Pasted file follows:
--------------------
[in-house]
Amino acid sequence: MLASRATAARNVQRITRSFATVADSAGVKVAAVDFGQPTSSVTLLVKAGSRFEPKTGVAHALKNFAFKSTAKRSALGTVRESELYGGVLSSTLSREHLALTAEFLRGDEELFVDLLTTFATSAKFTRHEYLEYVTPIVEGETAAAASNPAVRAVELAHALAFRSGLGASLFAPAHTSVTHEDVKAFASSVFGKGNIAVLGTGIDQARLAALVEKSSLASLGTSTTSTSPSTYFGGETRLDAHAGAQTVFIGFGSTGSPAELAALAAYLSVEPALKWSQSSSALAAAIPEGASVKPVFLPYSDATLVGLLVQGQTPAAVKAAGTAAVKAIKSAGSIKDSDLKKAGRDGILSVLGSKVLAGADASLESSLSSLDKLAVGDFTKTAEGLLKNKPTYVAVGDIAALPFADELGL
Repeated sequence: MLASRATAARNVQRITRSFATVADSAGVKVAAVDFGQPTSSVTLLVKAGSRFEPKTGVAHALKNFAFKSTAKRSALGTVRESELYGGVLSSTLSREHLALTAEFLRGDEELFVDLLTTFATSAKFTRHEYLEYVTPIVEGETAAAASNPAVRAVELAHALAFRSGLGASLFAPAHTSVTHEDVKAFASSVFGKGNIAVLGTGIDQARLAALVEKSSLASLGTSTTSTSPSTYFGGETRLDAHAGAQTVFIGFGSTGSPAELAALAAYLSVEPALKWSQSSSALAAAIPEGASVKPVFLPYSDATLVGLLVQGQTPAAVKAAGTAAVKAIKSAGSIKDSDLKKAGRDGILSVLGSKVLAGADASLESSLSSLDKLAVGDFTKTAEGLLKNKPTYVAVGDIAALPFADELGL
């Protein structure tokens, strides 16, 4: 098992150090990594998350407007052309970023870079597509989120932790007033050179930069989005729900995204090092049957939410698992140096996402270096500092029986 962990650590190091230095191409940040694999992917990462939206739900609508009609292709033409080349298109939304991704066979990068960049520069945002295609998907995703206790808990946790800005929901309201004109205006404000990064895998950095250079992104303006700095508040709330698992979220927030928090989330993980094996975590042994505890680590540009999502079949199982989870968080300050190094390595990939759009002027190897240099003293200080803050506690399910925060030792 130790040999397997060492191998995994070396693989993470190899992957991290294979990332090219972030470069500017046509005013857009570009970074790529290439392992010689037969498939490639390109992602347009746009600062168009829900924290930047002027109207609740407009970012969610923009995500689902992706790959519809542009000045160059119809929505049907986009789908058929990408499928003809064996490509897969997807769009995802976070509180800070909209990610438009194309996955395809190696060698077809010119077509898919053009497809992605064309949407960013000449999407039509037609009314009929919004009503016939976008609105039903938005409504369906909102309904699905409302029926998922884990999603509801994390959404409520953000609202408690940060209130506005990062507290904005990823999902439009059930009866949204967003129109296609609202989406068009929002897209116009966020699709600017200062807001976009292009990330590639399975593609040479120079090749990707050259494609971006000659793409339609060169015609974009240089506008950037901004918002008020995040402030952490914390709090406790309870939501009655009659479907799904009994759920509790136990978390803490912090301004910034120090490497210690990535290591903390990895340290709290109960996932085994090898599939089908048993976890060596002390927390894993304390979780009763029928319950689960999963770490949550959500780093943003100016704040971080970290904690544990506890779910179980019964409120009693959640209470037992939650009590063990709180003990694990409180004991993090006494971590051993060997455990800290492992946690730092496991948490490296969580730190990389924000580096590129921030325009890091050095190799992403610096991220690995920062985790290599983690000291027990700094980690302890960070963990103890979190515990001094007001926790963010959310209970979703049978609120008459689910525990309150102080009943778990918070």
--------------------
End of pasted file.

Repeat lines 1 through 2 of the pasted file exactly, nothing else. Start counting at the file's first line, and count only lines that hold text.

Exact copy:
[in-house]
Amino acid sequence: MLASRATAARNVQRITRSFATVADSAGVKVAAVDFGQPTSSVTLLVKAGSRFEPKTGVAHALKNFAFKSTAKRSALGTVRESELYGGVLSSTLSREHLALTAEFLRGDEELFVDLLTTFATSAKFTRHEYLEYVTPIVEGETAAAASNPAVRAVELAHALAFRSGLGASLFAPAHTSVTHEDVKAFASSVFGKGNIAVLGTGIDQARLAALVEKSSLASLGTSTTSTSPSTYFGGETRLDAHAGAQTVFIGFGSTGSPAELAALAAYLSVEPALKWSQSSSALAAAIPEGASVKPVFLPYSDATLVGLLVQGQTPAAVKAAGTAAVKAIKSAGSIKDSDLKKAGRDGILSVLGSKVLAGADASLESSLSSLDKLAVGDFTKTAEGLLKNKPTYVAVGDIAALPFADELGL